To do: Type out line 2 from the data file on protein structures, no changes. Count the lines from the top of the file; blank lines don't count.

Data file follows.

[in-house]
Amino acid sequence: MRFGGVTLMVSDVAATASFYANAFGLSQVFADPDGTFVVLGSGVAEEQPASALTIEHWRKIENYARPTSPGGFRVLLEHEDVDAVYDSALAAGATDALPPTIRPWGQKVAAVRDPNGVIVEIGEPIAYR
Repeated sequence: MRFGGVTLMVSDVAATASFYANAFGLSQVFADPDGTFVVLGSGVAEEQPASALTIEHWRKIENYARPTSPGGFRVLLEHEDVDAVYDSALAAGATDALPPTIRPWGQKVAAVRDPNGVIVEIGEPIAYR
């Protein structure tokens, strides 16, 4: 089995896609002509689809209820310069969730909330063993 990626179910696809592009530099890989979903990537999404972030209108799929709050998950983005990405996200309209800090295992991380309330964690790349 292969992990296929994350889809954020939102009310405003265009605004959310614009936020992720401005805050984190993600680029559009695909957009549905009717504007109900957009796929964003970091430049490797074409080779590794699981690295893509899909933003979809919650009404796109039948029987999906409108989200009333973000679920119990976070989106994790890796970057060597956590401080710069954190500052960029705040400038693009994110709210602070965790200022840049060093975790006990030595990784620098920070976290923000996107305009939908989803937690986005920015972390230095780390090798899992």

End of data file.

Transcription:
Amino acid sequence: MRFGGVTLMVSDVAATASFYANAFGLSQVFADPDGTFVVLGSGVAEEQPASALTIEHWRKIENYARPTSPGGFRVLLEHEDVDAVYDSALAAGATDALPPTIRPWGQKVAAVRDPNGVIVEIGEPIAYR